By Nicholas Kristof
OF all the students preparing to go to college this fall, perhaps none have faced a more hazardous journey than a young woman named Sultana. One measure of the hazard is that I’m not disclosing her last name or hometown for fear that she might be shot.
Sultana lives in the Taliban heartland of southern Afghanistan, and when she was in the fifth grade a delegation visited her home to warn her father to pull her out of school, or else she would have acid flung in her face. Ever since, she has been largely confined to her high-walled family compound — in which she has secretly, and perilously, educated herself.
“I’m unstoppable,” Sultana laughs, and it’s true: She taught herself English from occasional newspapers or magazines that her brothers brought home, in conjunction with a Pashto-English dictionary that she pretty much inhaled. When her businessman father connected the house to the internet, she was able to vault over her compound walls.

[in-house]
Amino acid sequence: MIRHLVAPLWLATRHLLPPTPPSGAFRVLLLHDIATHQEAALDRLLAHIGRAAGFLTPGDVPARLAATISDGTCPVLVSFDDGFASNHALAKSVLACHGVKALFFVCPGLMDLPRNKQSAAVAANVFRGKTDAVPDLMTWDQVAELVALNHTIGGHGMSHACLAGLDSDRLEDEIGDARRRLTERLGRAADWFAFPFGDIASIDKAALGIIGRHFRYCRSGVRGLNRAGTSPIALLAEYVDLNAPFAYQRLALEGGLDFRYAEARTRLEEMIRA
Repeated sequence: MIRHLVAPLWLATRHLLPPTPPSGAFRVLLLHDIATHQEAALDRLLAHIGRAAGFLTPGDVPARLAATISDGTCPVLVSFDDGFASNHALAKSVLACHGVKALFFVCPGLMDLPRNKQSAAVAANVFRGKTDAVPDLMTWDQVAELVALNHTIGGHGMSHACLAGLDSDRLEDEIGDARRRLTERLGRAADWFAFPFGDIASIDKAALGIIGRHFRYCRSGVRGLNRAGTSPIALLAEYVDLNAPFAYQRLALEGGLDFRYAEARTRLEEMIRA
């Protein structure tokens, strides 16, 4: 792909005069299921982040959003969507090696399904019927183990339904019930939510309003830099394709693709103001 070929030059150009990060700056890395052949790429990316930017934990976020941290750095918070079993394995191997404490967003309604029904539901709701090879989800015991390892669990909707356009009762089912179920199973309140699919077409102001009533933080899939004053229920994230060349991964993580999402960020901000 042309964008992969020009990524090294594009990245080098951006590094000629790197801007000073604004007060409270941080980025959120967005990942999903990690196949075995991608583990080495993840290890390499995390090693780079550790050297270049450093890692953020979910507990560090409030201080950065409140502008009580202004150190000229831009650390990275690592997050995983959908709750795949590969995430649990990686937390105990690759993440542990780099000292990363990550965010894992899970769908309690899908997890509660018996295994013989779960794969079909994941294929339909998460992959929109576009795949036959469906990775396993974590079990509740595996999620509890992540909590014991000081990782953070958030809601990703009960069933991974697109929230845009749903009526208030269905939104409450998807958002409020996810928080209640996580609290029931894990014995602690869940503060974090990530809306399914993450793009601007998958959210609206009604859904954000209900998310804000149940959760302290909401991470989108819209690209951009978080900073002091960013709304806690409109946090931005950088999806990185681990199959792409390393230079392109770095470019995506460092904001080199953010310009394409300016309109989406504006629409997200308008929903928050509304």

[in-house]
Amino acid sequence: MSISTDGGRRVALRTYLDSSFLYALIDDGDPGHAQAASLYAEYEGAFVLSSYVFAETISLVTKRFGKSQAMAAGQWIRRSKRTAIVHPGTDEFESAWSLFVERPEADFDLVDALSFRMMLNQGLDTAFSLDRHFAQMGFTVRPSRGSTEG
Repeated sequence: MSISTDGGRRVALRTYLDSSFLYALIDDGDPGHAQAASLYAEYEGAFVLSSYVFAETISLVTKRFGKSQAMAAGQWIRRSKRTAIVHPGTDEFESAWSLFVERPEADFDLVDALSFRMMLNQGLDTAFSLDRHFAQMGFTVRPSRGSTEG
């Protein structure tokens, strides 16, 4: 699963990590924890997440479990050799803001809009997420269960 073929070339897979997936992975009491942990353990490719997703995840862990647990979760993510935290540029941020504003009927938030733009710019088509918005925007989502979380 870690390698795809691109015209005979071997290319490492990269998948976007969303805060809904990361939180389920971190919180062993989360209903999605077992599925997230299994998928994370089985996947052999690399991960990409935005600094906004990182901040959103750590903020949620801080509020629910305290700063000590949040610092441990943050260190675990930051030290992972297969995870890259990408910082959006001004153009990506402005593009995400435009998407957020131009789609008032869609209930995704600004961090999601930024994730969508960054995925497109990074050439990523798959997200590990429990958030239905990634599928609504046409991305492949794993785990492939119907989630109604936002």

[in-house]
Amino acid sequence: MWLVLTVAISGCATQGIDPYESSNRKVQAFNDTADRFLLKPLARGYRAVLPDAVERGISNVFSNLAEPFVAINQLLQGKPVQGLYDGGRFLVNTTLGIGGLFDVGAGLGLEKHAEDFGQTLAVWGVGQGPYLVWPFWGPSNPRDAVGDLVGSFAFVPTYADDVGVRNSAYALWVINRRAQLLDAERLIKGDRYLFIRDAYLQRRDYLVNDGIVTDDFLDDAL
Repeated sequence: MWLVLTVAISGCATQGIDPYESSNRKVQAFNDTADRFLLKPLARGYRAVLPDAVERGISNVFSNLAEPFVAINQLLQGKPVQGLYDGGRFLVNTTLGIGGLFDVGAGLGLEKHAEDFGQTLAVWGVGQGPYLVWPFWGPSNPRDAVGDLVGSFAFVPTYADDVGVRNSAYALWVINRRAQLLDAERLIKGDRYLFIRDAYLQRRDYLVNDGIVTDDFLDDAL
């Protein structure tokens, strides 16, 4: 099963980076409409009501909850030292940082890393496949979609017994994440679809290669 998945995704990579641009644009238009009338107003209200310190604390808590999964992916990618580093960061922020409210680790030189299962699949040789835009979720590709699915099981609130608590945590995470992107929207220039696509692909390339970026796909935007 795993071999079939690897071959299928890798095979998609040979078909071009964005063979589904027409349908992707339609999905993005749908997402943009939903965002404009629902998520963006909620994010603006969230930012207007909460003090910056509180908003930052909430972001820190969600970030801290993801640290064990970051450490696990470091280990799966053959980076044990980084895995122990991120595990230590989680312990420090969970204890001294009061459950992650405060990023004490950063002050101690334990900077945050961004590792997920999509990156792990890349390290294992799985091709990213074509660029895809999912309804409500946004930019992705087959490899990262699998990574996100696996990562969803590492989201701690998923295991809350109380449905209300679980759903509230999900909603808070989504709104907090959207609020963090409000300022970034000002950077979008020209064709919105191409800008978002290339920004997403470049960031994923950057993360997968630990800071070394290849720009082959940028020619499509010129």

“I surrounded myself with English, all day,” she told me by Skype. Today her English is fluent, as good as that of some Afghan interpreters I’ve used.
Once she had mastered English, Sultana says, she tackled algebra, then geometry and trigonometry, and finally calculus BC. She rises about 5 a.m. and proceeds to devour calculus videos from Khan Academy, work out equations, and even read about string theory.
Sultana, now 20, says she leaves her home only about five times a year — each time, she must wear a burqa and be escorted by a close male relative — but online she has been reading books on physics and taking courses on edX and Coursera. I can’t independently verify everything Sultana says, but her story generally checks out. After reading a book on astrophysics by Lawrence M. Krauss, a theoretical physicist at Arizona State University, she reached him by Skype, and he says he was blown away when this Afghan elementary school dropout began asking him penetrating questions about astrophysics.
“It was a surreal conversation,” Krauss said. “She asked very intelligent questions about dark matter.”
Krauss has become one of Sultana’s advocates, along with Emily Roberts, an undergraduate at the University of Iowa who signed up for a language program called Conversation Exchange and connected with Sultana.
Continue reading by clicking the name of the source below.